In 2000, the National Academy of Engineering published a list of the 20 engineering achievements in the 20th century that included electrifi cation, the automobile, water supply and distribution, computers, telephone, air conditioning and refrigeration, highways, the Internet, petrochemical mechanization, laser and fi ber optics, nuclear technologies, and high performance materials (NAE, 2000).


Many of these achievements have been described as mainstays of contemporary urban life (Papay, 2002), and many of the essential services linked to them are delivered using the urban underground during some stage of production, storage, and distribution. Maintenance and improvement of those services, as well as of the quality of life in urban regions, depend on a steady stream of investment and technological innovation.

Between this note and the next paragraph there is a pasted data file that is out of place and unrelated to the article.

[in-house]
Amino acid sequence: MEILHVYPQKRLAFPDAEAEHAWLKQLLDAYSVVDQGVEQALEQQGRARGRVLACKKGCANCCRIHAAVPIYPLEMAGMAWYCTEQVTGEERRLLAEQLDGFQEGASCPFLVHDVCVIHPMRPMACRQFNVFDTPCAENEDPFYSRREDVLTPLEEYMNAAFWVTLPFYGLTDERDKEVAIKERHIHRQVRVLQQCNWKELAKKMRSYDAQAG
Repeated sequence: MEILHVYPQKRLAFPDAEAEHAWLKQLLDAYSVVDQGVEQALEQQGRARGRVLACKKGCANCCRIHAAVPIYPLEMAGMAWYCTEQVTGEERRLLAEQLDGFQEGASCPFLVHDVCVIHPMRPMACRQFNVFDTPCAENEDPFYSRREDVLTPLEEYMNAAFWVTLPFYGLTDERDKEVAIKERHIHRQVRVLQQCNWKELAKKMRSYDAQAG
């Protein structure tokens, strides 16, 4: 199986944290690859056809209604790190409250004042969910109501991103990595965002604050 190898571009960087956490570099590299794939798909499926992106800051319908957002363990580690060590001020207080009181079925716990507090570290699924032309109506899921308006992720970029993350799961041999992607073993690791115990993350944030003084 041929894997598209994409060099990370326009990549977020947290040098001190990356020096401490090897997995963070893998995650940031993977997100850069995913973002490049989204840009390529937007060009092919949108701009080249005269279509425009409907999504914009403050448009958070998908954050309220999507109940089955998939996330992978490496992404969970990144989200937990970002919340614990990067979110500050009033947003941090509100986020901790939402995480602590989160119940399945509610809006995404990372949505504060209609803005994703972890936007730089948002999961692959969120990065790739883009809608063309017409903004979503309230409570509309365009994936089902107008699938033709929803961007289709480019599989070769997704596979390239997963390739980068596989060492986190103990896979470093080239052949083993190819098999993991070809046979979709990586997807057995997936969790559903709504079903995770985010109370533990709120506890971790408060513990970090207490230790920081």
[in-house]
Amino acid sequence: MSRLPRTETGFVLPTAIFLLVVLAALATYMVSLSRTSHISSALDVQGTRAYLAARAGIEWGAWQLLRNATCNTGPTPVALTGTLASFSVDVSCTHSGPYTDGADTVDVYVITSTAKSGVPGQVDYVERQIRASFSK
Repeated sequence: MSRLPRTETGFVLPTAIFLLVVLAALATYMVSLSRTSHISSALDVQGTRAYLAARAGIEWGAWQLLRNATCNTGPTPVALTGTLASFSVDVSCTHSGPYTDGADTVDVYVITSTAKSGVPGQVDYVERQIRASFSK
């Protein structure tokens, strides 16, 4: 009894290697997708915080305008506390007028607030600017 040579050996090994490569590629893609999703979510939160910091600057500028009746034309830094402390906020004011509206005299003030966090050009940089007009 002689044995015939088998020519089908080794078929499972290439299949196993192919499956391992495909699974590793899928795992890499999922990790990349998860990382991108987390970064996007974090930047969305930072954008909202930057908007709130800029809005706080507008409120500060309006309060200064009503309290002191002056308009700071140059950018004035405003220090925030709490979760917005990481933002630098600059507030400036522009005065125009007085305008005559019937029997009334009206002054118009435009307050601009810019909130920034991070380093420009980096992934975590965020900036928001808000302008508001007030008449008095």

Human activity and population growth, however, are transforming the nation and planet. Long-term challenges for society include learning how humans can prosper without continued degradation of Earth (Kammen and Jacobson, 2006) and how to make suitable and sustainable adaptations. Improving or even sustaining current standards of living in the future will place more stress on earth systems, especially in urban environments where population increases are expected. UNDERGROUND ENGINEERING

Approximately 80 percent of people living in the United States live in urban areas (U.S. Census Bureau, 2011). Approximately 53 percent of the American population lives within 50 miles of a coast (Markham, 2008) at a time when global climate change is predicted to have signifi cant coastal impacts including sea level rise, changes in weather patterns (e.g., IPCC, 2007), and degradation of drinking water supplies (IPCC, 2008). Meanwhile, some suggest short-term focus needs to be on design and adoption of community-based strategies to reduce vulnerability to the potentially destructive impacts of climate change throughout the nation (NRC, 2010).UNDERGROUND ENGINEERING

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